#10- The US hydropower industry directly employs 66,448 people—54,870 of whom worked in the traditional hydropower sector, and 11,578 of whom worked in the low-impact hydroelectric subsector[ref]

Hydroelectricity is the most commonly used renewable energy source in most parts of the world. Canada's renewable energy ranks seventh in the world in terms of size. Even though wind power generation has been climbing steadily, hydropower remains Canada's primary source of power consumption.

In 2017, moving water provided 60 percent of Canada's electricity. Or about 49,000 megawatts of the 80,764 megawatts of total renewable electricity generated across the country. (read more about the history of hydro energy and environmental impacts of hydropower)

Growth in Wind Power

#11- From 2001 to 2017, the cumulative wind capacity around the world increased to over 539,000 megawatts from 23,900 MW—over 22 fold[ref]

Further, there's been a steady increase in the number of offshore wind farms used to generate electricity from easily accessible wind energy. The UK is at a greater advantage over the US in the use of wind-based types of renewable energy, including tidal, due to its windier shores.

Meanwhile, many developing countries still rely heavily on natural gas and coal fossil fuels. Of course, these pollute the environment. The best way to minimize our reliance on fossil fuels is that governments should create efficiency standards. And roll out policies that encourage the use of renewable energies.

#12- Wind is now the most used source of energy generation in the US [ref]

#13- Wind accounts for a little over 6 percent of US energy generation. It has become the cheapest energy source in many parts of the country.

There's been so much talk about cutting off the world's reliance on fossil fuels and stepping up efforts to promote clean energy. Renewable sources such as wind and solar power are much cleaner and don't harm our environment compared to fossil fuels. It has one of the lowest global warming potentials, which makes wind energy ideal for electricity and other forms of energy.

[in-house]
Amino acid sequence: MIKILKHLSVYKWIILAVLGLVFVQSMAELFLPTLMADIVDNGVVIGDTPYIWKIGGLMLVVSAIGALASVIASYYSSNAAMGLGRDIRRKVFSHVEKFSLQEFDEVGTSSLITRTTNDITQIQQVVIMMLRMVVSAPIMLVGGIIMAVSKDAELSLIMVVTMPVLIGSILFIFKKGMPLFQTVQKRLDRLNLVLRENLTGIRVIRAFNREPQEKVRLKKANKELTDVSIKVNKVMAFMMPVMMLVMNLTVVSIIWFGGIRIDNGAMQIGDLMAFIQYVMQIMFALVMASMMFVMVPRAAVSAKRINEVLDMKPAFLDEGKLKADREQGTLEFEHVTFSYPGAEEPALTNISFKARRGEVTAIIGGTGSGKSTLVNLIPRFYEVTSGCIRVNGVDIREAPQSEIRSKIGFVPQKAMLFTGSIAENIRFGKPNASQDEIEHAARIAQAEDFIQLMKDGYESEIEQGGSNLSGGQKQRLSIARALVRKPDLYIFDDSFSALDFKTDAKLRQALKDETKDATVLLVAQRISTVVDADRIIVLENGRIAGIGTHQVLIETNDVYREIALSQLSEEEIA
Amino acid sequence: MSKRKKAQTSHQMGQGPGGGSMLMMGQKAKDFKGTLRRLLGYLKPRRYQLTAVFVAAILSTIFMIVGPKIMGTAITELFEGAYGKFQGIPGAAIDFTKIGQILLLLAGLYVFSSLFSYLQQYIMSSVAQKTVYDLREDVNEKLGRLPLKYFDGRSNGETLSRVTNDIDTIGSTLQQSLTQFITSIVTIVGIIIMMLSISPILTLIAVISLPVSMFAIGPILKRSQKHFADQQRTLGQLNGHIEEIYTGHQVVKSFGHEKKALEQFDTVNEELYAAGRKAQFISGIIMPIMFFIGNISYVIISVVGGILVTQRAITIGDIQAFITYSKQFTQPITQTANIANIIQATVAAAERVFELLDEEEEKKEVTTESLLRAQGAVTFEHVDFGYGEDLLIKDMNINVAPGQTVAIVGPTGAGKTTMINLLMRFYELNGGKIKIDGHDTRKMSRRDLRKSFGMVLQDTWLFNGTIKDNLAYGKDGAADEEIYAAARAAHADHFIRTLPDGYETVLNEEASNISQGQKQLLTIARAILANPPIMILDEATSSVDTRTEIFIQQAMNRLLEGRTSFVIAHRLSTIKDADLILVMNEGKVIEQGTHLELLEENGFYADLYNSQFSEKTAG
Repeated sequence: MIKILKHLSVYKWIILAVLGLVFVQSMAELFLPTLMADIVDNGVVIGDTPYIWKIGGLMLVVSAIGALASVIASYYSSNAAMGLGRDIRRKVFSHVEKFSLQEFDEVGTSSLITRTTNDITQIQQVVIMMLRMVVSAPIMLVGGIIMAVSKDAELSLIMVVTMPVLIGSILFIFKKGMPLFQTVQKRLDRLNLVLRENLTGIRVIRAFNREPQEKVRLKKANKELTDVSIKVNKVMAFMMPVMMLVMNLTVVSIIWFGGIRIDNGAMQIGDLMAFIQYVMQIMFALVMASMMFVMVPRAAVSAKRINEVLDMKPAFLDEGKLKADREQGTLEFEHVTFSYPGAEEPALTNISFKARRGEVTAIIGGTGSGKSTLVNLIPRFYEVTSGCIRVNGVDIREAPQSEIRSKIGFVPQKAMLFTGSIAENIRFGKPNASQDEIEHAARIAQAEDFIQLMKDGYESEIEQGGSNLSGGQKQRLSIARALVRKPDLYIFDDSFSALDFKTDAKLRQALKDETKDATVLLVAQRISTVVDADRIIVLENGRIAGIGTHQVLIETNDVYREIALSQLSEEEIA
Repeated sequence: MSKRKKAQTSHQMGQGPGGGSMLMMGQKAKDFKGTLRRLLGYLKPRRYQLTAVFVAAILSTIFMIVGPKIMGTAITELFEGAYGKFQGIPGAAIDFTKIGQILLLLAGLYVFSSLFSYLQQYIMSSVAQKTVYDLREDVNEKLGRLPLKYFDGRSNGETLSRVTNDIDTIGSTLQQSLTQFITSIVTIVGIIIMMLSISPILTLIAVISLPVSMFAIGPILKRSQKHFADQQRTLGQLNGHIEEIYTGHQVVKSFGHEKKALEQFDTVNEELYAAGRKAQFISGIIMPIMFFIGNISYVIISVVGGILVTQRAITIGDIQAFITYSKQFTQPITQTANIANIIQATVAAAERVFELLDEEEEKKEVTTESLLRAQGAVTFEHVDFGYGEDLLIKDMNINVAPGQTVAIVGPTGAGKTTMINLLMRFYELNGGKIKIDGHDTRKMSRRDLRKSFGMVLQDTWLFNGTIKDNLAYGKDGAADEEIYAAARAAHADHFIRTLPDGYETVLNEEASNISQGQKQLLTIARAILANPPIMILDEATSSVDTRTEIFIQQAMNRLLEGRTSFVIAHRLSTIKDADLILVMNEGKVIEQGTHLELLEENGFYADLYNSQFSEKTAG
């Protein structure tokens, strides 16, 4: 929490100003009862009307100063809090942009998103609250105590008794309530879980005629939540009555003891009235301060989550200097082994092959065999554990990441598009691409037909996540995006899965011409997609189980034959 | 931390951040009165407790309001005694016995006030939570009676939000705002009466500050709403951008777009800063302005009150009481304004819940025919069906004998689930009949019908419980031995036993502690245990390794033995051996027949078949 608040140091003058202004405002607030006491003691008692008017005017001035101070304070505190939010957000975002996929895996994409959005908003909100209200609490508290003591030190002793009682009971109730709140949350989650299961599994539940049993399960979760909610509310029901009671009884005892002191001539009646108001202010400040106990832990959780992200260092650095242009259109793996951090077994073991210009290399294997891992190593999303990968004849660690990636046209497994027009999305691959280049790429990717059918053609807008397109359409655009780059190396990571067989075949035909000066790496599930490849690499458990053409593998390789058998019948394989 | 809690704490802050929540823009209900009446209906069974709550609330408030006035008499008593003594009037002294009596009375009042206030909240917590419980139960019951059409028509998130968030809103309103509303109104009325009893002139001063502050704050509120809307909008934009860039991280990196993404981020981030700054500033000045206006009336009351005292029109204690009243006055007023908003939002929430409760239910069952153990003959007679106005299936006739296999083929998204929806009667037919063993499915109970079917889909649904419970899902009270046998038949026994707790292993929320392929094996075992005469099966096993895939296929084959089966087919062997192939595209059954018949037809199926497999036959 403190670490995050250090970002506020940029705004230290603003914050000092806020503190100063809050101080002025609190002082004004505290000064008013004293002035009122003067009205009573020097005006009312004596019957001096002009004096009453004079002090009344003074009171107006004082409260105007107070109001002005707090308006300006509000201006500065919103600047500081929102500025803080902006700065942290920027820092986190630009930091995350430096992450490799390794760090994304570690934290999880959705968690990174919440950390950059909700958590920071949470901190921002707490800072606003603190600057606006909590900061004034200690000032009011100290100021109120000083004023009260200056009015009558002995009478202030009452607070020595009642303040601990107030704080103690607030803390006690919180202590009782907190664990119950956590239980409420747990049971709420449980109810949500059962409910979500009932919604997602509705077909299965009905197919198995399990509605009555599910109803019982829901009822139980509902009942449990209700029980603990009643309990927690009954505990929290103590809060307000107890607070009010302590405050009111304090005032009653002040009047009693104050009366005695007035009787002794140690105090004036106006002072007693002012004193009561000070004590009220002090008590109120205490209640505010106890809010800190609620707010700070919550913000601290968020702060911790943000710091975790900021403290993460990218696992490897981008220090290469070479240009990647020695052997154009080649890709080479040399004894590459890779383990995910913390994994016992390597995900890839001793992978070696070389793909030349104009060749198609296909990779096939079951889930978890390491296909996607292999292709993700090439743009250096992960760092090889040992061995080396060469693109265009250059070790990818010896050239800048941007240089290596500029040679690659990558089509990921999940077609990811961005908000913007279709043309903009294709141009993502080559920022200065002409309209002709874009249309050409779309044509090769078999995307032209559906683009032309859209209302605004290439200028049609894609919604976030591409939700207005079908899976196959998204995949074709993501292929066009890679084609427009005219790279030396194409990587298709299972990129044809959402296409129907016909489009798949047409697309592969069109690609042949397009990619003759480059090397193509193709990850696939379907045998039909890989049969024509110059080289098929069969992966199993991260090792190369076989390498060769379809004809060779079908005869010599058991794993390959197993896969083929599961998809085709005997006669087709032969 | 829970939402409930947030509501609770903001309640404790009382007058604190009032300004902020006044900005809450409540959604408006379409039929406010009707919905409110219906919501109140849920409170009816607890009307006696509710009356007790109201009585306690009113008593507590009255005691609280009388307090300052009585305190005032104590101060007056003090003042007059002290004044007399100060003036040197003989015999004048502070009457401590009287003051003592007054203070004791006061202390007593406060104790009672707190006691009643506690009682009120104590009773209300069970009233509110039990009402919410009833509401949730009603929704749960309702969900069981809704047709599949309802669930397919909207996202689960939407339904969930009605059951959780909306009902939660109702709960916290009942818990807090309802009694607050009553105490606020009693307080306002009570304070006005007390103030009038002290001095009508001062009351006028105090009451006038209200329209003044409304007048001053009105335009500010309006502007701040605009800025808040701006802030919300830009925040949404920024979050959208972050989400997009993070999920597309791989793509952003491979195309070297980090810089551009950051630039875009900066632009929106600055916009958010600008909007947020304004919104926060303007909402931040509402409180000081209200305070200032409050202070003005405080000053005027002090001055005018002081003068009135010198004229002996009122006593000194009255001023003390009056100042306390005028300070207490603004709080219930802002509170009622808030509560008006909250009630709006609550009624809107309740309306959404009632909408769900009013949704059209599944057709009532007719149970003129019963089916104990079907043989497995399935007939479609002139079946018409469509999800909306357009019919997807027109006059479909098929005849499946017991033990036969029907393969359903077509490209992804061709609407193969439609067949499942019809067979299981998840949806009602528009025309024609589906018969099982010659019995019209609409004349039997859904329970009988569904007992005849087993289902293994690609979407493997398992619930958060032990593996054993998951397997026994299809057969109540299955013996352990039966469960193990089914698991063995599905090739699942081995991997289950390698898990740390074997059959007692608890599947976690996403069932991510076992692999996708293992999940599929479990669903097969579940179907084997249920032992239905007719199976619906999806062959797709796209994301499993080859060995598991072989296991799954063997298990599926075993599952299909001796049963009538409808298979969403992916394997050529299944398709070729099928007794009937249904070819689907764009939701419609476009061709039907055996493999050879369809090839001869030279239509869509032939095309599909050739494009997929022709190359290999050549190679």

Wind Energy Generation is Developing Fast

#14- The first US offshore wind farm opened in 2016 in Rhode Island

The United States' first attempt at offshore electricity generation was the Rhode Island wind farm, developed by Deepwater Wind. The plant takes advantage of the Atlantic Ocean wind, comprising five turbines, and powers about 17000 homes.

The US government has approved more offshore wind farms since it stepped into the offshore wind farm operation in 2016. In 2019, an 800megawatts Vineyard Wind project off the coast of Massachusetts kicked off. Massachusetts Governor Charlie Baker was considering 1600 megawatts of wind power in the state by 2027. This move will support over 9,000 jobs over the next seven years and generate a total economic package between $1.4 billion to $2.1 billion in Massachusetts.

#15- A single 2.5MW wind turbine can generate enough electricity to meet the annual needs of over 1,400 households

#16- Siemens built the first-ever commercial offshore wind turbine. Its blades were 5 meters long, producing just 30 kilowatts of power. The latest model, in comparison, has 75 meters blades, producing 6 megawatts (25,000 times as much)–enough to power 6,000 homes[ref]

#17- US onshore wind resources have the potential to generate almost 11,000 GW of electricity, 113 times more than the current installed capacity of 97.2GW3

Elsewhere

Solar Energy